Oxidation and reduction reactions of the water-oxidizing complex in photosystem II

University dissertation from Umeå : Umeå University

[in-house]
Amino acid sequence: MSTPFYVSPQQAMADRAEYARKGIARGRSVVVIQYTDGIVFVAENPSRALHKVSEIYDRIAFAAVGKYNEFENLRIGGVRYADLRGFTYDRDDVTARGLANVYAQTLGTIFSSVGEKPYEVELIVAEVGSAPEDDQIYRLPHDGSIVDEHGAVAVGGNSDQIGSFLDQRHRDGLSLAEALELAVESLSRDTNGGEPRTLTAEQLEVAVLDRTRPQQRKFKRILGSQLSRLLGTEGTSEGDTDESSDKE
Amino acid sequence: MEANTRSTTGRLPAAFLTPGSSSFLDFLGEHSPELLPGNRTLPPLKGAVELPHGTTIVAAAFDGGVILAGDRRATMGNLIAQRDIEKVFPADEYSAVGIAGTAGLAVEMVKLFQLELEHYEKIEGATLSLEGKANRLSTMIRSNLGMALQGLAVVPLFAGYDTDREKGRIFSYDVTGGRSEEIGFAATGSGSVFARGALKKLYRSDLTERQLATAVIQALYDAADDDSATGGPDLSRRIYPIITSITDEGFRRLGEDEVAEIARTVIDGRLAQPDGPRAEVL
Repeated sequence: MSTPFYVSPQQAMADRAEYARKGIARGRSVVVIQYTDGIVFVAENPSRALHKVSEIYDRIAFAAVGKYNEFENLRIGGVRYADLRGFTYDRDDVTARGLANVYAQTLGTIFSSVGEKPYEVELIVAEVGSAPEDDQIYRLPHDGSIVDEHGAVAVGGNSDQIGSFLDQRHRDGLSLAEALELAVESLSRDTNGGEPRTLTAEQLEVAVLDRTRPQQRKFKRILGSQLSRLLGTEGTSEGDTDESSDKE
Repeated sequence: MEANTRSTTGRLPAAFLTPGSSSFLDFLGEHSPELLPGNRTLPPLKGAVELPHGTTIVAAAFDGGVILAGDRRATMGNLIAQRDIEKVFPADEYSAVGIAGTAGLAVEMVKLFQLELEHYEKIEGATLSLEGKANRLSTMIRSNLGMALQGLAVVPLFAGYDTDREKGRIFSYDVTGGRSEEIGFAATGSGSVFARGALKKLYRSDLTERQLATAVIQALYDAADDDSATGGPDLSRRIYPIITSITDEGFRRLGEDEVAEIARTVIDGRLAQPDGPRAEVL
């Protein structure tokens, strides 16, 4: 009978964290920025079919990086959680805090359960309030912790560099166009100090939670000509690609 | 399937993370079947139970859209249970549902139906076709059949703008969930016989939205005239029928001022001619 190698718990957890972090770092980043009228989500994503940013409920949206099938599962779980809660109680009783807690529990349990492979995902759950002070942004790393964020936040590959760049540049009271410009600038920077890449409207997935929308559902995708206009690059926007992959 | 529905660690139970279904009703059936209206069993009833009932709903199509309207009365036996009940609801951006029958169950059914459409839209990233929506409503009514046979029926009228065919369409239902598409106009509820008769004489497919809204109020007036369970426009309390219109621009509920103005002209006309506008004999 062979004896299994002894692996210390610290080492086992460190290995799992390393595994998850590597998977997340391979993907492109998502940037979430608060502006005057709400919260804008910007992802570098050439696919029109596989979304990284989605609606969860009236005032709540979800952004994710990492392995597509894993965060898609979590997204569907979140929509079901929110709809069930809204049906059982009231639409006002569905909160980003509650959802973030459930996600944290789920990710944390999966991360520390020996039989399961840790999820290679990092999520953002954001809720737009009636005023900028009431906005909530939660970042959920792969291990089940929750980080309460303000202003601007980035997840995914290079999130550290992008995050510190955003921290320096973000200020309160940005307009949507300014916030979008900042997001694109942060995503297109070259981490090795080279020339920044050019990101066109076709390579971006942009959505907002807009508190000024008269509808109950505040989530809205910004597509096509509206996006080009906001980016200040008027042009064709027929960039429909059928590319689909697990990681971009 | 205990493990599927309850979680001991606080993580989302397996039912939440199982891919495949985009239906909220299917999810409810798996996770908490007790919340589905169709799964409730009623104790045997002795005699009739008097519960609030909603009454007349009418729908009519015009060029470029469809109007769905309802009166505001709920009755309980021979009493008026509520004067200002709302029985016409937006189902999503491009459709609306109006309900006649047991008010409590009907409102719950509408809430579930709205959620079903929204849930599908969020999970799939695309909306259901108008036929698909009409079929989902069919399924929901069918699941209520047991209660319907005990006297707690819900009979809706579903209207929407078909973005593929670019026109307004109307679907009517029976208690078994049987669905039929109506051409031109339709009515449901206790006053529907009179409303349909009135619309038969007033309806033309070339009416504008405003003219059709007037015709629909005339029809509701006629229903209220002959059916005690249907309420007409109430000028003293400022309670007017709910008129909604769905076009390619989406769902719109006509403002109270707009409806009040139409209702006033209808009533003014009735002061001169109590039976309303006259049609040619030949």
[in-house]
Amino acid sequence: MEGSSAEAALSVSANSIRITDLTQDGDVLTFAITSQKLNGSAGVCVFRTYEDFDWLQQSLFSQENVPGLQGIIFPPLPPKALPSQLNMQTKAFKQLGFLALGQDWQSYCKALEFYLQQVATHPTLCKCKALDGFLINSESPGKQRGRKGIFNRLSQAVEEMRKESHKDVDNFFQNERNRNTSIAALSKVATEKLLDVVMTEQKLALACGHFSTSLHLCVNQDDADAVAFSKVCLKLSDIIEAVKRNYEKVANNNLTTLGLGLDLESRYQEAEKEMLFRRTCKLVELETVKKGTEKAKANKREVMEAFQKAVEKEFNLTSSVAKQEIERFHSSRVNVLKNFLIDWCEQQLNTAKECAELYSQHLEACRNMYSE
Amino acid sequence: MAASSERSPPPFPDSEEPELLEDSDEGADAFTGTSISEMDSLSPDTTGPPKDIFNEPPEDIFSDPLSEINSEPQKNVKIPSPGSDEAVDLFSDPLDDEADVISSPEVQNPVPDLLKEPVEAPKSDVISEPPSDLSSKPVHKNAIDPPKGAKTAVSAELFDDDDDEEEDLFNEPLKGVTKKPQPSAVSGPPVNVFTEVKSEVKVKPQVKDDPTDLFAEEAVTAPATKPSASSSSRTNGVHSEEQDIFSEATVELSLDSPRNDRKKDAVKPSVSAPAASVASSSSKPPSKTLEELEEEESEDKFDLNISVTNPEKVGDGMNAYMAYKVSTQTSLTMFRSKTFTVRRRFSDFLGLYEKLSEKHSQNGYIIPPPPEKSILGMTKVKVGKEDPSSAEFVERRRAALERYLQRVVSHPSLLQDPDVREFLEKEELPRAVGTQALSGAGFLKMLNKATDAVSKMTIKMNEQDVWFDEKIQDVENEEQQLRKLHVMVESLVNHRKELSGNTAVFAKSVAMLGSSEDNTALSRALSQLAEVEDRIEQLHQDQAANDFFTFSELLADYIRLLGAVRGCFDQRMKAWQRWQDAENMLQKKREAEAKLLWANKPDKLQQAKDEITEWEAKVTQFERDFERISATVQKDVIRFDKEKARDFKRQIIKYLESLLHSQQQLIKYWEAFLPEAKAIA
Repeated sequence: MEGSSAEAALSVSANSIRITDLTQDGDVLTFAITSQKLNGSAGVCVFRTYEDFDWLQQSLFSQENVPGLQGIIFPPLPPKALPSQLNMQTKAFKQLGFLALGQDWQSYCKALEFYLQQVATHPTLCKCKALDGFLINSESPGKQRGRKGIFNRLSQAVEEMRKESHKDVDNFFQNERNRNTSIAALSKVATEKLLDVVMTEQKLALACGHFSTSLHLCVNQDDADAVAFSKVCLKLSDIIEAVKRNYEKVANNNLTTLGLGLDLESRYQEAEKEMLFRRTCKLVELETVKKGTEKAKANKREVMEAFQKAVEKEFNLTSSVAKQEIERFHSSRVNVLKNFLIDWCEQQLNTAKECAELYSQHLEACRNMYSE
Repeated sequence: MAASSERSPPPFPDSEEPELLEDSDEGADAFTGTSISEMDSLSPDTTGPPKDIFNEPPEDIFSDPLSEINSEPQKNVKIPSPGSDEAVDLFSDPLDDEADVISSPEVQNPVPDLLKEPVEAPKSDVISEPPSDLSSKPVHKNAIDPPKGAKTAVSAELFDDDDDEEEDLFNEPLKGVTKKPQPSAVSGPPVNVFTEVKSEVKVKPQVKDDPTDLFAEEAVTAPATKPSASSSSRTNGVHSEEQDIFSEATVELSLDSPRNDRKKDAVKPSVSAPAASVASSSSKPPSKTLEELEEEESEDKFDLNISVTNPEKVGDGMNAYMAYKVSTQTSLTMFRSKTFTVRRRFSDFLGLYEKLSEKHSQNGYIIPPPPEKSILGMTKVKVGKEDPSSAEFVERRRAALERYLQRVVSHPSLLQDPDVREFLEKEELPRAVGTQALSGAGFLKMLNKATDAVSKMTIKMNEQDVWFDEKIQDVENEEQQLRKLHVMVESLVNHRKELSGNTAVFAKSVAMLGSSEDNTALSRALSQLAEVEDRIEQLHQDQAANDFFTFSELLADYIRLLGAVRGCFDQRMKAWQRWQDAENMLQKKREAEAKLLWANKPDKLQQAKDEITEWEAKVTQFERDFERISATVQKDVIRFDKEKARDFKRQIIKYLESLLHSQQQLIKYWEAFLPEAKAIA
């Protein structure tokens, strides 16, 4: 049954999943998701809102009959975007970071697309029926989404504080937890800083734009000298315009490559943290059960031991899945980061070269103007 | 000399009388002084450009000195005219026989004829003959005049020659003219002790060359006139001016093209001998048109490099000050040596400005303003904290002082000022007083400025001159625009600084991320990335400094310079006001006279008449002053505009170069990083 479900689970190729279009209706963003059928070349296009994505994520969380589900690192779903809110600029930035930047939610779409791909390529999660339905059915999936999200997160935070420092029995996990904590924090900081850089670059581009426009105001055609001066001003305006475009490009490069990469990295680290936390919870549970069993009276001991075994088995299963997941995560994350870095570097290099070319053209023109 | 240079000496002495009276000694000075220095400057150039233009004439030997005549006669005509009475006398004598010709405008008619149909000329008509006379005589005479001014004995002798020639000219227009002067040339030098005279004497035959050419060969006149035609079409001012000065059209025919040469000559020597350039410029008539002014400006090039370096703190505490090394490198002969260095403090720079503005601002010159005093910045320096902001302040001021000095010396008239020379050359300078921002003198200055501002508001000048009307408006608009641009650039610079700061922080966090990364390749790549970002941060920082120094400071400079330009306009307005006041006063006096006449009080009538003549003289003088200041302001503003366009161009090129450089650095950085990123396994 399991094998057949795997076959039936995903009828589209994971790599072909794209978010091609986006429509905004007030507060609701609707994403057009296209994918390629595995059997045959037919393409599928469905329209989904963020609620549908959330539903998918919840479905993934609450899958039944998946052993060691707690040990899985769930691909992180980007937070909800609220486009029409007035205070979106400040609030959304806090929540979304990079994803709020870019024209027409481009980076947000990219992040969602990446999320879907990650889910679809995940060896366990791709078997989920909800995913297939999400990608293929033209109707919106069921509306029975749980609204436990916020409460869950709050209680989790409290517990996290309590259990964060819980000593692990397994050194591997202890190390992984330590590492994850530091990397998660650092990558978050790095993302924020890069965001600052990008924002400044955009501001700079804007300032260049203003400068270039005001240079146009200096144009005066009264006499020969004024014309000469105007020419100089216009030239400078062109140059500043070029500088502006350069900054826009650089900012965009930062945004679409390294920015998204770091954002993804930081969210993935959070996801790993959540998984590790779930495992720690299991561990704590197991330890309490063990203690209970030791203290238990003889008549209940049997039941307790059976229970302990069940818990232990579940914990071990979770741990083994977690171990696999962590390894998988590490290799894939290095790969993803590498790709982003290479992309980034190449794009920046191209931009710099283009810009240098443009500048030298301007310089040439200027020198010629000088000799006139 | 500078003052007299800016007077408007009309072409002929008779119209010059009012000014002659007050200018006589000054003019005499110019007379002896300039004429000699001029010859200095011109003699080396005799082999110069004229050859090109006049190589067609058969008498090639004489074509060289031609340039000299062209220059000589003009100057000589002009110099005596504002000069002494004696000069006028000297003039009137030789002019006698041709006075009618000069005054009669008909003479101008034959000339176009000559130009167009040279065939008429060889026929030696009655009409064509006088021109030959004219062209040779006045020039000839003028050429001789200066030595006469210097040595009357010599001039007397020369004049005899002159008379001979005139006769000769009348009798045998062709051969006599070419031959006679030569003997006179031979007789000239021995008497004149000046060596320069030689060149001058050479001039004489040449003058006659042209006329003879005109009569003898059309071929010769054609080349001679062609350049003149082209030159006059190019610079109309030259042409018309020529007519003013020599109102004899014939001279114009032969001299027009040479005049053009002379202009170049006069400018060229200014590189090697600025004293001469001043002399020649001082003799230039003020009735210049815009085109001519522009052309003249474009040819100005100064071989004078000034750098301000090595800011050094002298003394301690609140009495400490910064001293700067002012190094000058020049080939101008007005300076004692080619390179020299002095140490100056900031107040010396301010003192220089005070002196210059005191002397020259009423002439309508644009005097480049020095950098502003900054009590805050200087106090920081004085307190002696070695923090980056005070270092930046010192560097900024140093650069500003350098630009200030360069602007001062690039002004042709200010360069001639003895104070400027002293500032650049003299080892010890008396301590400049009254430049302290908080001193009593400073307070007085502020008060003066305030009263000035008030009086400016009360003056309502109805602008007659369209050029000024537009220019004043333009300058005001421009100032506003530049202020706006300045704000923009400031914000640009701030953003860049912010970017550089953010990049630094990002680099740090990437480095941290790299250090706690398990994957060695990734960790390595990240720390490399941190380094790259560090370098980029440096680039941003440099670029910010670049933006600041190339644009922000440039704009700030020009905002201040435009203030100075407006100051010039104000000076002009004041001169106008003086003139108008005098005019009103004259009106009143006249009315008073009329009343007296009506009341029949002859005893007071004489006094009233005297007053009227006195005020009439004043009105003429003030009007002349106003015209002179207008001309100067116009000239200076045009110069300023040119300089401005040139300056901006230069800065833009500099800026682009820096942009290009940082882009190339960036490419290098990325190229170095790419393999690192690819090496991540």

Abstract: The oxygen that we breathe and food that we eat are products of the natural photosynthesis. Molecular oxygen is crucial for life on Earth owing to its role in the glycolysis and citric acid pathways that yield in aerobic organisms the energy-rich ATP molecules. Photosynthetic water oxidation, which produces molecular oxygen from water and sunlight, is performed by higher plants, algae and cyanobacteria. Within the molecular structure of a plant cell, photosynthesis is performed by a specific intracellular organelle – the chloroplast. Chloroplasts contain a membrane system, the thylakoid membrane, which comprises lipids, quinones and a very high content of protein complexes. The unique photosynthetic oxidation of water into molecular oxygen, protons and electrons is performed by the Mn4CaO5 cluster in photosystem II (PSII) complex. Understanding the mechanism of water oxidation by Mn4CaO5 cluster is one of the great challenges in science nowadays. When the mechanism of this process is fully understood, artificial photosynthetic systems can be designed that have high efficiencies of solar energy conversion by imitating the fundamental principle of natural system. These systems can be used in future for generation of fuels from sunlight. In this thesis, the efficiency of water-splitting process in natural photosynthetic preparations was studied by measuring the flash-induced oxygen evolution pattern (FIOP). The overall aim is to achieve a deeper understanding of oxygen evolving mechanism of the Mn4O5Ca cluster via developing a complete kinetic and energetic model of the light-induced redox reactions within PSII complex. On the way to reach this goal, the hydrogen peroxide that is electrochemically generated on surface of Pt-cathode was discovered. The chemical effect of electrochemically produced H2O2 that can interfere in the oxygen evolution pathway or change the observed FIOP data was demonstrated. Therefore, in order to record the clean FIOP data that are further characterized by global fitting program (GFP), H2O2 has to be abolished by catalase addition and by purging the flow buffer of the Joliot-type electrode with nitrogen gas.    After FIOPs free of H2O2-induced effects were achieved, these clean data were then applied to a global fitting approach (GFP) in order to (i) result a comprehensive figure of all S-state decays whose kinetic rates were simultaneously analyzed in a high reliability and consistency, (ii) the dependence of miss parameter on S-state transitions and the oxidation state of tyrosine D (YD) can be tested, (iii) how dependent of all S-state re-combinations (to S1 state) on the various pH/pD values can be also determined in case of using Cyanidioschyzon merolae (C. merolae) thylakoids. Our data support previous suggestions that the S0 → S1 and S1 → S2 transitions involve low or no misses, while high misses occur in the S2 → S3 transition or the S3 → S0 transition. Moreover, the appearance of very slow S2 decay was clearly observed by using the GFP analysis, while there are no evidences of very slow S3 decay were recorded under all circumstances. The unknown electron donor for the very slow S2 decay which can be one of the substances of PSII-protective branch (i.e. cytochrome b559, carotenoid or ChlZ) will be determined in further researches.